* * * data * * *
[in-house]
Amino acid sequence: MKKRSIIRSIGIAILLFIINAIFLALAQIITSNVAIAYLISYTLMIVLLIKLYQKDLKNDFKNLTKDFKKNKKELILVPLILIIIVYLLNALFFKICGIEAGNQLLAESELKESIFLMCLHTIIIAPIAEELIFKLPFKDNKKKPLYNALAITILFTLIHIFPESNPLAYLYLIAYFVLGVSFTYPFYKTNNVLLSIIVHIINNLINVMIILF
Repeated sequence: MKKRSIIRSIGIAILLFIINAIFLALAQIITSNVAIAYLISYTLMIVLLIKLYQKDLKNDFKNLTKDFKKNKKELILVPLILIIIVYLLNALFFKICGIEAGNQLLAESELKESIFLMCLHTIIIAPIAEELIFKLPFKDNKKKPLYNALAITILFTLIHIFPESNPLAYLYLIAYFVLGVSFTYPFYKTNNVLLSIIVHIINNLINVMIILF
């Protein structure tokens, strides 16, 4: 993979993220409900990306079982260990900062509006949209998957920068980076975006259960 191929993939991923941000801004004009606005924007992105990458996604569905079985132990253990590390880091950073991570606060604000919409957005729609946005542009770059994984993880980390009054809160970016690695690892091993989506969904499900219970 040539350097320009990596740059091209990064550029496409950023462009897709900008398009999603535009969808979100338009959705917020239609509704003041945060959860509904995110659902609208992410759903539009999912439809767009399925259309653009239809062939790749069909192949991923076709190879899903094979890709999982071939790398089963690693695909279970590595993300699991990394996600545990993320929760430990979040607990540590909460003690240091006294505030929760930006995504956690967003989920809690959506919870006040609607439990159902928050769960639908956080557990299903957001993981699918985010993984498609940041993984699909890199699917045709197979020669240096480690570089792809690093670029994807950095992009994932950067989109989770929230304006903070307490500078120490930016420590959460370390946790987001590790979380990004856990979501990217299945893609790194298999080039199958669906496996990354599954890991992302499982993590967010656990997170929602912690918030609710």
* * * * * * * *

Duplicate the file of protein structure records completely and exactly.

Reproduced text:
[in-house]
Amino acid sequence: MKKRSIIRSIGIAILLFIINAIFLALAQIITSNVAIAYLISYTLMIVLLIKLYQKDLKNDFKNLTKDFKKNKKELILVPLILIIIVYLLNALFFKICGIEAGNQLLAESELKESIFLMCLHTIIIAPIAEELIFKLPFKDNKKKPLYNALAITILFTLIHIFPESNPLAYLYLIAYFVLGVSFTYPFYKTNNVLLSIIVHIINNLINVMIILF
Repeated sequence: MKKRSIIRSIGIAILLFIINAIFLALAQIITSNVAIAYLISYTLMIVLLIKLYQKDLKNDFKNLTKDFKKNKKELILVPLILIIIVYLLNALFFKICGIEAGNQLLAESELKESIFLMCLHTIIIAPIAEELIFKLPFKDNKKKPLYNALAITILFTLIHIFPESNPLAYLYLIAYFVLGVSFTYPFYKTNNVLLSIIVHIINNLINVMIILF
């Protein structure tokens, strides 16, 4: 993979993220409900990306079982260990900062509006949209998957920068980076975006259960 191929993939991923941000801004004009606005924007992105990458996604569905079985132990253990590390880091950073991570606060604000919409957005729609946005542009770059994984993880980390009054809160970016690695690892091993989506969904499900219970 040539350097320009990596740059091209990064550029496409950023462009897709900008398009999603535009969808979100338009959705917020239609509704003041945060959860509904995110659902609208992410759903539009999912439809767009399925259309653009239809062939790749069909192949991923076709190879899903094979890709999982071939790398089963690693695909279970590595993300699991990394996600545990993320929760430990979040607990540590909460003690240091006294505030929760930006995504956690967003989920809690959506919870006040609607439990159902928050769960639908956080557990299903957001993981699918985010993984498609940041993984699909890199699917045709197979020669240096480690570089792809690093670029994807950095992009994932950067989109989770929230304006903070307490500078120490930016420590959460370390946790987001590790979380990004856990979501990217299945893609790194298999080039199958669906496996990354599954890991992302499982993590967010656990997170929602912690918030609710």